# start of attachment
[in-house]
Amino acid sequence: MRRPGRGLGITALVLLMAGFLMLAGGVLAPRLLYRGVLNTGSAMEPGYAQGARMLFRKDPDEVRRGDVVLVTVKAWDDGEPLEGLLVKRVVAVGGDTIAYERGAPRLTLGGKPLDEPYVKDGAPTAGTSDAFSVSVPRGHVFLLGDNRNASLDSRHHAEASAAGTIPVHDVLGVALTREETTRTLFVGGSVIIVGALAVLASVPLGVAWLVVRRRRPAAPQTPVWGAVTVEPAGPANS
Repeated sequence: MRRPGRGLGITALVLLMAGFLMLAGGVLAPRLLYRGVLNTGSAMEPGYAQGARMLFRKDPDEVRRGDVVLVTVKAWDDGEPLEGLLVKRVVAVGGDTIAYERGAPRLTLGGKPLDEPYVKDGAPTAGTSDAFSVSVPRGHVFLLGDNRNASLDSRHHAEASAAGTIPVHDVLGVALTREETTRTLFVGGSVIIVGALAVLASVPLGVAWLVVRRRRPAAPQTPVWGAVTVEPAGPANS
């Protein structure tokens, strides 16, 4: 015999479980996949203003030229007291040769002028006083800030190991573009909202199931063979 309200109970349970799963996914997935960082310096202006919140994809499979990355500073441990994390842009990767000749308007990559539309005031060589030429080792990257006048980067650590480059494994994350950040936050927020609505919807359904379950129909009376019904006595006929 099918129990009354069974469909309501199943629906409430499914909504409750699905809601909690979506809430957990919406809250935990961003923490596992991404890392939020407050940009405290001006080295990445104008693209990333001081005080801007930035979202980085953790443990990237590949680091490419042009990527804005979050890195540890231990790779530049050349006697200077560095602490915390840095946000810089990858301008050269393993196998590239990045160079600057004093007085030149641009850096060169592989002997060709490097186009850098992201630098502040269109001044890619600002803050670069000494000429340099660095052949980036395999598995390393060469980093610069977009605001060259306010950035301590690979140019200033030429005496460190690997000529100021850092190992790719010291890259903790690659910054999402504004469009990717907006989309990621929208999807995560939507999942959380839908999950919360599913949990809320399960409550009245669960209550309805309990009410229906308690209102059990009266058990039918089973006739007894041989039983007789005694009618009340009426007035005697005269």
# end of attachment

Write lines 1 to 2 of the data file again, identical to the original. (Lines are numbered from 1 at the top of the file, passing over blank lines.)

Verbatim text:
[in-house]
Amino acid sequence: MRRPGRGLGITALVLLMAGFLMLAGGVLAPRLLYRGVLNTGSAMEPGYAQGARMLFRKDPDEVRRGDVVLVTVKAWDDGEPLEGLLVKRVVAVGGDTIAYERGAPRLTLGGKPLDEPYVKDGAPTAGTSDAFSVSVPRGHVFLLGDNRNASLDSRHHAEASAAGTIPVHDVLGVALTREETTRTLFVGGSVIIVGALAVLASVPLGVAWLVVRRRRPAAPQTPVWGAVTVEPAGPANS